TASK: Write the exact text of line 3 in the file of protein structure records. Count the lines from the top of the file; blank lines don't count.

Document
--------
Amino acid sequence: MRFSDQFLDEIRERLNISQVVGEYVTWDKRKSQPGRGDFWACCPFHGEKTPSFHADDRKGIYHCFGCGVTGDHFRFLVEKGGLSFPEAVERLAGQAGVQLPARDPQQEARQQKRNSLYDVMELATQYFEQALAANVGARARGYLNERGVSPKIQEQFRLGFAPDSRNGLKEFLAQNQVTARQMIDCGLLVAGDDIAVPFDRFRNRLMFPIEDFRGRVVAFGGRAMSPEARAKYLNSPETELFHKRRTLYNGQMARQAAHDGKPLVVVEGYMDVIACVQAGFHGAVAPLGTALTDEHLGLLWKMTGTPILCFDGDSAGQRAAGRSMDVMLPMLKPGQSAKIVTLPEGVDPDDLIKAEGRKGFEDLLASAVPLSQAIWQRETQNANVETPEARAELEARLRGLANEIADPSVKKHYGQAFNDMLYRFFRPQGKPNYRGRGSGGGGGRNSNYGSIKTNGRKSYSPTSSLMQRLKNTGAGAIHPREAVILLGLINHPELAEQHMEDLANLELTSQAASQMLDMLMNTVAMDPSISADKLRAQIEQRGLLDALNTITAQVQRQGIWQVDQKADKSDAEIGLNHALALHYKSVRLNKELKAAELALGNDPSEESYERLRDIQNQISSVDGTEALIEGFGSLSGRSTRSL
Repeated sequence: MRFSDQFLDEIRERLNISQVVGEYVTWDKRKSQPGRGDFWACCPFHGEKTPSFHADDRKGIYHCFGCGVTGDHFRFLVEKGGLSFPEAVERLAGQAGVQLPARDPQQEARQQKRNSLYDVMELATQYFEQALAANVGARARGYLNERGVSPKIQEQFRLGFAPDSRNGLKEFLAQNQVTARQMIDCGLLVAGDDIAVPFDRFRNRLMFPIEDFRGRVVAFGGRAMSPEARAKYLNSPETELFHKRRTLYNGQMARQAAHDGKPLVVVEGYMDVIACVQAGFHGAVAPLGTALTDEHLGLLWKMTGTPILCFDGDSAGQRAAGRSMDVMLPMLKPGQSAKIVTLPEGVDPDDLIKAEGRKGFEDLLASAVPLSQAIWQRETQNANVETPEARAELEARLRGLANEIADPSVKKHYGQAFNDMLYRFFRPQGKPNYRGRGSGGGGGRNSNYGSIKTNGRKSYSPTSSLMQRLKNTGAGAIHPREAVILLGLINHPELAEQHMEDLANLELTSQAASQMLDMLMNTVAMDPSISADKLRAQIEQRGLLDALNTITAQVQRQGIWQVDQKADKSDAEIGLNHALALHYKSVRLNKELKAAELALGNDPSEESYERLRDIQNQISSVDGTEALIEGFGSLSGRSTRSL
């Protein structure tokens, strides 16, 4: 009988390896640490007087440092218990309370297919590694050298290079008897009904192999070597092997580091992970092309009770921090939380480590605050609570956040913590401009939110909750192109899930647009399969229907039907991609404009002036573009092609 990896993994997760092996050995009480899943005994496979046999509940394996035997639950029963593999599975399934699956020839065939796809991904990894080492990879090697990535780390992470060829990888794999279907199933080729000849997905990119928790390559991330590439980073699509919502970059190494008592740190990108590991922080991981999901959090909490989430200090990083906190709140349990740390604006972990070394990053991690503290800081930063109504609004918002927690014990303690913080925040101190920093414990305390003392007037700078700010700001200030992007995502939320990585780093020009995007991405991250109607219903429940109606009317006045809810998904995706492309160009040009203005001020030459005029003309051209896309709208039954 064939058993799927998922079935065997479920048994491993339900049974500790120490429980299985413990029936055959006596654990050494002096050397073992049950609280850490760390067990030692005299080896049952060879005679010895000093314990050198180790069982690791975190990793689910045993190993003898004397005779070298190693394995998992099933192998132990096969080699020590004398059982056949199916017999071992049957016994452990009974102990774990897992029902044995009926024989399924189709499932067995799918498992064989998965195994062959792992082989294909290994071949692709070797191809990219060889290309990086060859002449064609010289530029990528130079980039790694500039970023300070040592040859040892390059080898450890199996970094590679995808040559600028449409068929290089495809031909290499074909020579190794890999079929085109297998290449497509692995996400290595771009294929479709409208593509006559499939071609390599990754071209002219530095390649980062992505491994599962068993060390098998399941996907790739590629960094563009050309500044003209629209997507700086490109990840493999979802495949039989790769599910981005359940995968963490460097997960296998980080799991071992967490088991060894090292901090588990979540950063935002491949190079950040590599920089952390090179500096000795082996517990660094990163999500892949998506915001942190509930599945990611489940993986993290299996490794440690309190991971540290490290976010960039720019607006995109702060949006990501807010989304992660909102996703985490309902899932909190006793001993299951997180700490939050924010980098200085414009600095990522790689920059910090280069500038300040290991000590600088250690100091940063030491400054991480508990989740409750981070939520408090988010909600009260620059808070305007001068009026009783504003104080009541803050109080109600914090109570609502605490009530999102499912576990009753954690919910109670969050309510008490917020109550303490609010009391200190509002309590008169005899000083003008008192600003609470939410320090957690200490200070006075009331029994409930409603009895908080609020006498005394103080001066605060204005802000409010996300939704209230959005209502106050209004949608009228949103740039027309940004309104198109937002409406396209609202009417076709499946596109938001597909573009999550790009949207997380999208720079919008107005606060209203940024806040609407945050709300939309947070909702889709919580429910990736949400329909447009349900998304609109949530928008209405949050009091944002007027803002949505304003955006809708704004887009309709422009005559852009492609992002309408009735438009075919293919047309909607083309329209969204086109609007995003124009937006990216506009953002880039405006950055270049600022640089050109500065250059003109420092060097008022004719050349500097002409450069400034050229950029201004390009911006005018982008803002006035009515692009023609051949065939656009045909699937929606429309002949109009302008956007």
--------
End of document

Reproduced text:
């Protein structure tokens, strides 16, 4: 009988390896640490007087440092218990309370297919590694050298290079008897009904192999070597092997580091992970092309009770921090939380480590605050609570956040913590401009939110909750192109899930647009399969229907039907991609404009002036573009092609 990896993994997760092996050995009480899943005994496979046999509940394996035997639950029963593999599975399934699956020839065939796809991904990894080492990879090697990535780390992470060829990888794999279907199933080729000849997905990119928790390559991330590439980073699509919502970059190494008592740190990108590991922080991981999901959090909490989430200090990083906190709140349990740390604006972990070394990053991690503290800081930063109504609004918002927690014990303690913080925040101190920093414990305390003392007037700078700010700001200030992007995502939320990585780093020009995007991405991250109607219903429940109606009317006045809810998904995706492309160009040009203005001020030459005029003309051209896309709208039954 064939058993799927998922079935065997479920048994491993339900049974500790120490429980299985413990029936055959006596654990050494002096050397073992049950609280850490760390067990030692005299080896049952060879005679010895000093314990050198180790069982690791975190990793689910045993190993003898004397005779070298190693394995998992099933192998132990096969080699020590004398059982056949199916017999071992049957016994452990009974102990774990897992029902044995009926024989399924189709499932067995799918498992064989998965195994062959792992082989294909290994071949692709070797191809990219060889290309990086060859002449064609010289530029990528130079980039790694500039970023300070040592040859040892390059080898450890199996970094590679995808040559600028449409068929290089495809031909290499074909020579190794890999079929085109297998290449497509692995996400290595771009294929479709409208593509006559499939071609390599990754071209002219530095390649980062992505491994599962068993060390098998399941996907790739590629960094563009050309500044003209629209997507700086490109990840493999979802495949039989790769599910981005359940995968963490460097997960296998980080799991071992967490088991060894090292901090588990979540950063935002491949190079950040590599920089952390090179500096000795082996517990660094990163999500892949998506915001942190509930599945990611489940993986993290299996490794440690309190991971540290490290976010960039720019607006995109702060949006990501807010989304992660909102996703985490309902899932909190006793001993299951997180700490939050924010980098200085414009600095990522790689920059910090280069500038300040290991000590600088250690100091940063030491400054991480508990989740409750981070939520408090988010909600009260620059808070305007001068009026009783504003104080009541803050109080109600914090109570609502605490009530999102499912576990009753954690919910109670969050309510008490917020109550303490609010009391200190509002309590008169005899000083003008008192600003609470939410320090957690200490200070006075009331029994409930409603009895908080609020006498005394103080001066605060204005802000409010996300939704209230959005209502106050209004949608009228949103740039027309940004309104198109937002409406396209609202009417076709499946596109938001597909573009999550790009949207997380999208720079919008107005606060209203940024806040609407945050709300939309947070909702889709919580429910990736949400329909447009349900998304609109949530928008209405949050009091944002007027803002949505304003955006809708704004887009309709422009005559852009492609992002309408009735438009075919293919047309909607083309329209969204086109609007995003124009937006990216506009953002880039405006950055270049600022640089050109500065250059003109420092060097008022004719050349500097002409450069400034050229950029201004390009911006005018982008803002006035009515692009023609051949065939656009045909699937929606429309002949109009302008956007």